Smarter engagement and co-design with more land managers could deliver more wildlife. Sometimes at little public cost.
The collective skills, ‘public goods’ to use the modern parlance, of which farmers and land managers hold, have huge untapped environmental benefit.
“I wonder if we recognise the tens of thousands of farmers in our own country as indigenous experts” Natural England adviser
Some context first. Policies under the past Common Agric Policy (CAP) have not served wildlife well. Just one example would be an interim reform of the CAP, when ‘greening’ ended up as a red herring blacking out any meaningful benefit to biodiversity.
The CAP ‘landscape’ has eroded trust around how land managers look after nature. It has led to anxiety in thinking that only use of ‘the stick‘ (enforcing regulation, protective land designations) will deliver wildlife.
But waving a stick is rarely conducive to encouraging long term restoration of wildlife (a press release from 5.11.20).
There is plenty of research which demonstrates that voluntary environmental work, urm, works. A paper (Voluntary non-monetary approaches for implementing conservation) concludes, with a ‘clarion call to scientists’: ‘nudging’ rather than ‘shoving’ farmers might facilitate more conservation on private land. (Pdf here)
Study farmers, get wildlife
It’s been mooted for yonks. This paper from over 20 years ago is still relevant, but neglected as no one really bothers to ask those on the ground. ‘Behavioural ecology of farmers: what does it mean for wildlife?’ It’s a no-brainer…as the short paper explains farmers’ attitudes towards conservation, and how this can be used to reach them.
Research on ‘Engaging farmers in environmental management through a better understanding of their behaviour’ (pdf here), points towards empowering more balanced partnerships. Govt agencies and eNGOs might deliver more wildlife or better soils by working closer with land managers. See this paper as well. This researcher (the late Simon Leather) nails the importance of peer-to-peer knowledge exchange in the field, not the ‘lab’ or lecture hall.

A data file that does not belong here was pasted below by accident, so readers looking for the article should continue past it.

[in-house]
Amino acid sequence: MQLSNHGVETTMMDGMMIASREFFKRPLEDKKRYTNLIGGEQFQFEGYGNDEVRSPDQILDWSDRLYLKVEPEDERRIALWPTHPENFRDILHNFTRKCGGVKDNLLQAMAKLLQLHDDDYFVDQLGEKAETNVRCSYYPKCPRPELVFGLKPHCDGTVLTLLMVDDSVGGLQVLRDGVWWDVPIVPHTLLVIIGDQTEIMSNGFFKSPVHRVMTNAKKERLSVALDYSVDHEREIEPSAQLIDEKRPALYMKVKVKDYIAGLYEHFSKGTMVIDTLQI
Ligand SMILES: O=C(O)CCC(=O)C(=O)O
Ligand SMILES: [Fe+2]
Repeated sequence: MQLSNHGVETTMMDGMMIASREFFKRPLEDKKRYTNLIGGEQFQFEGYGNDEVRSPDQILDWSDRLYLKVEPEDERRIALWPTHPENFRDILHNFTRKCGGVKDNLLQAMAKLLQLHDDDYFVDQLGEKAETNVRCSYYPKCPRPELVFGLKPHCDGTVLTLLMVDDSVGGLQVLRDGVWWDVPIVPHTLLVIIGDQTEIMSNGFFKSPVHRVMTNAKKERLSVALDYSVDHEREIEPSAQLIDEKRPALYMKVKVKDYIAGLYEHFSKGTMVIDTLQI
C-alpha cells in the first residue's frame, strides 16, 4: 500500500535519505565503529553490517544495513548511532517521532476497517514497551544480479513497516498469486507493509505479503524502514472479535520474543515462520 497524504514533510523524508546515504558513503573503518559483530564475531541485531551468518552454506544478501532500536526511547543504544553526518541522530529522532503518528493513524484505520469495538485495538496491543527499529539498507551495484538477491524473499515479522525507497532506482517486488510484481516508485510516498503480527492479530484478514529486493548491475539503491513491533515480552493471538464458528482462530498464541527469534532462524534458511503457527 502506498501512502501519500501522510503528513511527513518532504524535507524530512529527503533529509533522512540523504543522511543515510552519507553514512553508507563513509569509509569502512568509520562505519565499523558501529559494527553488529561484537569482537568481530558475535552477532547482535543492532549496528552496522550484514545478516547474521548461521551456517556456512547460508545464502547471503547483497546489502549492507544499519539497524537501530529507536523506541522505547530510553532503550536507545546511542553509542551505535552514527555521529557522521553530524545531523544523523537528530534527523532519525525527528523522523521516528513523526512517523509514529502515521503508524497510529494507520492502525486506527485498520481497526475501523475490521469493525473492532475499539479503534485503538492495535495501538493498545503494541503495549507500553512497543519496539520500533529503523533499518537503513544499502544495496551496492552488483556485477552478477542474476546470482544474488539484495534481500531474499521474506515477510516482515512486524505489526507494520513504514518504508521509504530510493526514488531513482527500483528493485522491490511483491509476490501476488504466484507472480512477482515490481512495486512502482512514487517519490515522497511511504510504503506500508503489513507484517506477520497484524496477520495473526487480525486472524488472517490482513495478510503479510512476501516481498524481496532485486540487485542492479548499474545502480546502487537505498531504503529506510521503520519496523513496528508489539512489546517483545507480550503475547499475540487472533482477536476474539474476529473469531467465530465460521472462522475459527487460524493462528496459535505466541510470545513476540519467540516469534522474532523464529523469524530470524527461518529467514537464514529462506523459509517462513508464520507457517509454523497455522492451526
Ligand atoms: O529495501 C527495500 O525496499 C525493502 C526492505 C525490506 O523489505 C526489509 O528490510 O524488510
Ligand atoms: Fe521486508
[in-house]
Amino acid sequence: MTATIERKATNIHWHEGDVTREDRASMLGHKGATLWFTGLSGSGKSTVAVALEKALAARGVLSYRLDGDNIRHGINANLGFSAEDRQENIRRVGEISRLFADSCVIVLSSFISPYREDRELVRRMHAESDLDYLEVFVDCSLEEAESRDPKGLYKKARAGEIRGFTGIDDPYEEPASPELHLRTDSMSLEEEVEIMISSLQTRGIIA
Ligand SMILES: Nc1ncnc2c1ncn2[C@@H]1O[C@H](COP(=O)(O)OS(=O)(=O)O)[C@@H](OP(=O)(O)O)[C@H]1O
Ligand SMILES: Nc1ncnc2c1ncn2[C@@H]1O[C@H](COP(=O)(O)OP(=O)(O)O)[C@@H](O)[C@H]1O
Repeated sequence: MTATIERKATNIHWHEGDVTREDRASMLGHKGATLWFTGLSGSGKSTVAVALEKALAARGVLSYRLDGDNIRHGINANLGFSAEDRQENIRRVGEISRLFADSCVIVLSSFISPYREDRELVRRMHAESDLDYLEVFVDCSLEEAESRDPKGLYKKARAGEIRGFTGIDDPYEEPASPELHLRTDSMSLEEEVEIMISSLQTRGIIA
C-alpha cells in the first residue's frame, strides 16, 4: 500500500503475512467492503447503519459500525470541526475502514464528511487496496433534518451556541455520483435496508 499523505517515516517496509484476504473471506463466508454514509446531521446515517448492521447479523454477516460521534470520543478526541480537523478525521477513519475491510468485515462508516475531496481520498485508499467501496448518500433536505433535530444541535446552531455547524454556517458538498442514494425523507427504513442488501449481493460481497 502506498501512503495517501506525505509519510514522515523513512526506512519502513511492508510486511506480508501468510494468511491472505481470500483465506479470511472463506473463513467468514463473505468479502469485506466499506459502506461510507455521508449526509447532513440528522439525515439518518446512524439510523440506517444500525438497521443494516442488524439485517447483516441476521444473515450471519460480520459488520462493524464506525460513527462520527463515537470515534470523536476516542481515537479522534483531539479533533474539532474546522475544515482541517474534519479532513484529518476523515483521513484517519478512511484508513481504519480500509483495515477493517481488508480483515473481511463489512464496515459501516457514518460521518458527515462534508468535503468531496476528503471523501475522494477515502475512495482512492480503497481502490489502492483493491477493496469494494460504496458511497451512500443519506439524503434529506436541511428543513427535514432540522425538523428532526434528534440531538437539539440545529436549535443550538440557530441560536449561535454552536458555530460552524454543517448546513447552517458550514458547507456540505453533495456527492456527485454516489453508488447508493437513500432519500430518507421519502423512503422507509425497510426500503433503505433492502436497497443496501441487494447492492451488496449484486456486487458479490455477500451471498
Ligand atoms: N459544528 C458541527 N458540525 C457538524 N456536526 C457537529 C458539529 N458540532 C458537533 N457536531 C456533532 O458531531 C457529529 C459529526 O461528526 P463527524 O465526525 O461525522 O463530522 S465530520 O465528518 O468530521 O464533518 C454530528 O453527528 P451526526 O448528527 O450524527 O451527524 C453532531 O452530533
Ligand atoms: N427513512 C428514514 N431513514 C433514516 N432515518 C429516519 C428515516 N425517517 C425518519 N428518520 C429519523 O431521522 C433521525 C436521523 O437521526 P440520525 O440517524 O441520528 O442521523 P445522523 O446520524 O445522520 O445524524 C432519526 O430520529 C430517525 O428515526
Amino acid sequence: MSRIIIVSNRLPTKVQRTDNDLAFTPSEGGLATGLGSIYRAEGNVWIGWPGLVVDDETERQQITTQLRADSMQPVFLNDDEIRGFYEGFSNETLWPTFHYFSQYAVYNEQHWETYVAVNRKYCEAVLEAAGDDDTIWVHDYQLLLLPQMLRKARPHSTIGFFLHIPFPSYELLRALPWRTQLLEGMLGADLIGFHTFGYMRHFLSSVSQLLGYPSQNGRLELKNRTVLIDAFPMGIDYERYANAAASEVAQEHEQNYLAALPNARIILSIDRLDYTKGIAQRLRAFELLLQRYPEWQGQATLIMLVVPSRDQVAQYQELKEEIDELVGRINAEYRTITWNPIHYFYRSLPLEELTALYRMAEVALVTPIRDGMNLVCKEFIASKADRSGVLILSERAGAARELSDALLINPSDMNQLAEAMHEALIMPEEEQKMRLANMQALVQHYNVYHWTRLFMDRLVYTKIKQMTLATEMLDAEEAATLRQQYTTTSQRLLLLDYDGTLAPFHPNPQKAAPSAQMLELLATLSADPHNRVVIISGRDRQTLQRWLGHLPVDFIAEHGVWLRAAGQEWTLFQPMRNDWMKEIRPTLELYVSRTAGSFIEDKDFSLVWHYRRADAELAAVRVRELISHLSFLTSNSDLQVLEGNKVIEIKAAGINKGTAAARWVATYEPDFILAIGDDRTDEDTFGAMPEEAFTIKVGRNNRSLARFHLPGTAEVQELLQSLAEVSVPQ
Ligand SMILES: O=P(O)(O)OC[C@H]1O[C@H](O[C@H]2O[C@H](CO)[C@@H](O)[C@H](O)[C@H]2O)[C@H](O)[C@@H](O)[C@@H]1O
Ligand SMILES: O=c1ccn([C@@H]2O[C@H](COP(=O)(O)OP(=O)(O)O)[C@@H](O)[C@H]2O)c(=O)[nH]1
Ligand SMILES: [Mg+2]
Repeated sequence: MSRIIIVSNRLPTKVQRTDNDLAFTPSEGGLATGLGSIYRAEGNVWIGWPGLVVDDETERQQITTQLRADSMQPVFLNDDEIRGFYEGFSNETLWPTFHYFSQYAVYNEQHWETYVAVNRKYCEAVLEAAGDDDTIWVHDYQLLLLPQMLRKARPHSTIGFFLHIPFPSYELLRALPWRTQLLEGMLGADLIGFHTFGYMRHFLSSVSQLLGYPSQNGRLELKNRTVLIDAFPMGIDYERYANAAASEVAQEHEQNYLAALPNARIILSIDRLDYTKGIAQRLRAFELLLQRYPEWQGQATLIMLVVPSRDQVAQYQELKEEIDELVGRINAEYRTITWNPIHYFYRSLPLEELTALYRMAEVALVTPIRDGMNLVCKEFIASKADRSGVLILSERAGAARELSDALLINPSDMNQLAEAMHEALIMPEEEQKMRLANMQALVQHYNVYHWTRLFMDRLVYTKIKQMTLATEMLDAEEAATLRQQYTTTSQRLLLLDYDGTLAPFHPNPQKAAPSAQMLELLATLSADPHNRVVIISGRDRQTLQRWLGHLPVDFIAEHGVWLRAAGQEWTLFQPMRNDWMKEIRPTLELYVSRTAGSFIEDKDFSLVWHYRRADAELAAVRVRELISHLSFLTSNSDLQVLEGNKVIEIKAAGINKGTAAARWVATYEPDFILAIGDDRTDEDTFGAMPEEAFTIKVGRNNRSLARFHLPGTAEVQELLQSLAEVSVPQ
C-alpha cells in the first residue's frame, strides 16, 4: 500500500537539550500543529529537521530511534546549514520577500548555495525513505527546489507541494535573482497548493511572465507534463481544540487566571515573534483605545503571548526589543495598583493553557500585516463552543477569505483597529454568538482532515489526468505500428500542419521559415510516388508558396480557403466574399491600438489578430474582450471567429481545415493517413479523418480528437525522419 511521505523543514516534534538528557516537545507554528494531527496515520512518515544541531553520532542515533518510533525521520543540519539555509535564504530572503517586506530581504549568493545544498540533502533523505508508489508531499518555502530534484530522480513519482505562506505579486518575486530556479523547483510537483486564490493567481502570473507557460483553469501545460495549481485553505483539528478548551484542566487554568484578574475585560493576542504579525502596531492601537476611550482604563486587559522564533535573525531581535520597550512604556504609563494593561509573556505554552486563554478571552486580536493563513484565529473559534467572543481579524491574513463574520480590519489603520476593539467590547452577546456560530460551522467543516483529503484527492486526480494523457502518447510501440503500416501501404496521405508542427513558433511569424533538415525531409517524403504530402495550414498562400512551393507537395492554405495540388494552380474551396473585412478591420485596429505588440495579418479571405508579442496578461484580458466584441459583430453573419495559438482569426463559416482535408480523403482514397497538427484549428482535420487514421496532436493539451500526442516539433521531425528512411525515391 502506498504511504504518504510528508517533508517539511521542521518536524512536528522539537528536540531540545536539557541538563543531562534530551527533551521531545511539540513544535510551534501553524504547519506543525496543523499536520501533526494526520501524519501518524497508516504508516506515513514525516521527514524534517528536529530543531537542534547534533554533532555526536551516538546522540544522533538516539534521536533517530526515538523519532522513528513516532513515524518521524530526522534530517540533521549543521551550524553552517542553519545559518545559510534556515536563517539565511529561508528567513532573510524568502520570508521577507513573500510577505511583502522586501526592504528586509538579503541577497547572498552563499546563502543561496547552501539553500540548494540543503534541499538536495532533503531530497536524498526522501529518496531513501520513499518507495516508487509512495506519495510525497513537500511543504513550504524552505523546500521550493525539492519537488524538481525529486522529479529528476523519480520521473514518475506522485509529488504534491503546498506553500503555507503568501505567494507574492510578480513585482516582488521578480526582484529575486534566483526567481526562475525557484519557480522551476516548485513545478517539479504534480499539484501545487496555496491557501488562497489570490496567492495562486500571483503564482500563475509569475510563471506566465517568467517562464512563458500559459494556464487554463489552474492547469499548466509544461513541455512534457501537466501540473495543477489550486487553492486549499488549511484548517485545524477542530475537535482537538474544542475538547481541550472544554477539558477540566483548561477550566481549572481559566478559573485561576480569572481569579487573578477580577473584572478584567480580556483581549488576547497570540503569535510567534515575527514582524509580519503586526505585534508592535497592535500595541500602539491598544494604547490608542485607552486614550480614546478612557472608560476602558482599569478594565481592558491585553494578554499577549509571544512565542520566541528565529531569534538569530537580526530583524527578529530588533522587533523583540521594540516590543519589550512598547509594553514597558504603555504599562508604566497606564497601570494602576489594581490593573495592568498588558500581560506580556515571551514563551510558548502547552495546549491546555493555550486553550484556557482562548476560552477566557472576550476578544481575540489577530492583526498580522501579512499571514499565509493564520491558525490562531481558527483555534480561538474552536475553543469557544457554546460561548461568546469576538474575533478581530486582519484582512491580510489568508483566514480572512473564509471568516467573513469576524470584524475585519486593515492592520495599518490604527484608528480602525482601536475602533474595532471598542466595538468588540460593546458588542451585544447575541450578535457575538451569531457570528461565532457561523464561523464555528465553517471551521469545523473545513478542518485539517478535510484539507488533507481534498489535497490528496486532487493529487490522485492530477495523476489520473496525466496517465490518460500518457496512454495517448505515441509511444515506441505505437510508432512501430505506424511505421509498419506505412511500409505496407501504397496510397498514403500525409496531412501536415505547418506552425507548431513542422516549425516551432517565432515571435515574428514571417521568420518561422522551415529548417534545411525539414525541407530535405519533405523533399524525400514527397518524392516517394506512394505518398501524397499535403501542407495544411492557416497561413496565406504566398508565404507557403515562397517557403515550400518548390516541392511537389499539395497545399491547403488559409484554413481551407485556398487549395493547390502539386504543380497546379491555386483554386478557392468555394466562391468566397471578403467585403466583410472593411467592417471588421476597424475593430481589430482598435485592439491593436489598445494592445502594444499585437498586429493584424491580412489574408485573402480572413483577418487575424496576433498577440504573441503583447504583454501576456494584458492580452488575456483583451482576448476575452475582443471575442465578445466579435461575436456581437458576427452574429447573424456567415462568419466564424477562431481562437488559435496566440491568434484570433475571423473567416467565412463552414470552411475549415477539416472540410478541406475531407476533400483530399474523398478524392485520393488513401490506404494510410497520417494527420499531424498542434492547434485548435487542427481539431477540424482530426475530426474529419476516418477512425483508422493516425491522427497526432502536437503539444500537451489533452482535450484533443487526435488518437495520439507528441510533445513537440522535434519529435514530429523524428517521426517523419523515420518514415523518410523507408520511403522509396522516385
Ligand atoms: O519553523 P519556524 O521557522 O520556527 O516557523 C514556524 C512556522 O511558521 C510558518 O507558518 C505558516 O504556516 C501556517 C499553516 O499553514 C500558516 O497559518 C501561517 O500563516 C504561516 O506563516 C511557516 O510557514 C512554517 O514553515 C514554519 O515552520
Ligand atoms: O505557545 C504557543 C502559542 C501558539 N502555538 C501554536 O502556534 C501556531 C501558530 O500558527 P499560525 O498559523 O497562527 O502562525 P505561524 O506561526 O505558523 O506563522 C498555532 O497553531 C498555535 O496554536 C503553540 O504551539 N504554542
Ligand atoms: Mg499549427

Wildlife on my watch
There is massive opportunity under the new Agriculture Act 2020 to do more. For farmers, wardens, rangers, gamekeepers, foresters – land managers all – to deliver more for the environment. Either by a wider range of ‘public goods’ not yet unpacked, or by improving land use productivity: which in turns provides more space for nature. Buy a precision application sprayer to enable better management of an existing old hedge, rather than plant new ones with plastic tubes.
“In my view once you understand what you have got, you don’t need countryside stewardship. People in general do not want to screw up the environment and if farmers and landowners actually know what nature they’ve got on their land, their behaviours will change. They want to demonstrate why their place is special and why they, as a private landowner, can be trusted to look after the land”
John Varley – Clinton Estates director, SW England
All of this could result in less dependency on public funded agri-enviro schemes (ELM, in whatever form). A boon at a time of tussles over cash.
So, let’s lose the phobia of seeking to ‘own’ the conservation arena. Or even lead the narrative around nature-positive. It’s better to create the space to understand farmers and land managers et al, to work collaboratively in setting out their collective trove of environmental skills for all our benefit.
Science Rocks blog with link to new Rural Science page
60 sec vlog (Dec 2021) – 16kviews in 24hrs
Updated Dec 2022